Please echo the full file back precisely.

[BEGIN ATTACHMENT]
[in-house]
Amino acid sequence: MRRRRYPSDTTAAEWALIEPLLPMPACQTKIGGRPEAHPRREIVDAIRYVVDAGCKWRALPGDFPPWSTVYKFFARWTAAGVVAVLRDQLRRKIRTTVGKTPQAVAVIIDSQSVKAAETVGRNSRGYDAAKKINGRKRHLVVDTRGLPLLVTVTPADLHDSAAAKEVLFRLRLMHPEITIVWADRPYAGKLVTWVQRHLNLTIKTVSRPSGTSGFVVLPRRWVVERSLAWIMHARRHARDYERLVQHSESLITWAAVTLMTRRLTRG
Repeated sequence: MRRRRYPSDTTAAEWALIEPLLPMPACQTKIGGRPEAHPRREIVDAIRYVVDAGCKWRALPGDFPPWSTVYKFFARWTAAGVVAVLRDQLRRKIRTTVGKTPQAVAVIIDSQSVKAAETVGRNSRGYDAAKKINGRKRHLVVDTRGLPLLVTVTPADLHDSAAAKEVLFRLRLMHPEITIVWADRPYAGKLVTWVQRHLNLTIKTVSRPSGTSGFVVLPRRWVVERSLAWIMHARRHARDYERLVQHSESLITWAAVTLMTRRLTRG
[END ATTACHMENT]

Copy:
[in-house]
Amino acid sequence: MRRRRYPSDTTAAEWALIEPLLPMPACQTKIGGRPEAHPRREIVDAIRYVVDAGCKWRALPGDFPPWSTVYKFFARWTAAGVVAVLRDQLRRKIRTTVGKTPQAVAVIIDSQSVKAAETVGRNSRGYDAAKKINGRKRHLVVDTRGLPLLVTVTPADLHDSAAAKEVLFRLRLMHPEITIVWADRPYAGKLVTWVQRHLNLTIKTVSRPSGTSGFVVLPRRWVVERSLAWIMHARRHARDYERLVQHSESLITWAAVTLMTRRLTRG
Repeated sequence: MRRRRYPSDTTAAEWALIEPLLPMPACQTKIGGRPEAHPRREIVDAIRYVVDAGCKWRALPGDFPPWSTVYKFFARWTAAGVVAVLRDQLRRKIRTTVGKTPQAVAVIIDSQSVKAAETVGRNSRGYDAAKKINGRKRHLVVDTRGLPLLVTVTPADLHDSAAAKEVLFRLRLMHPEITIVWADRPYAGKLVTWVQRHLNLTIKTVSRPSGTSGFVVLPRRWVVERSLAWIMHARRHARDYERLVQHSESLITWAAVTLMTRRLTRG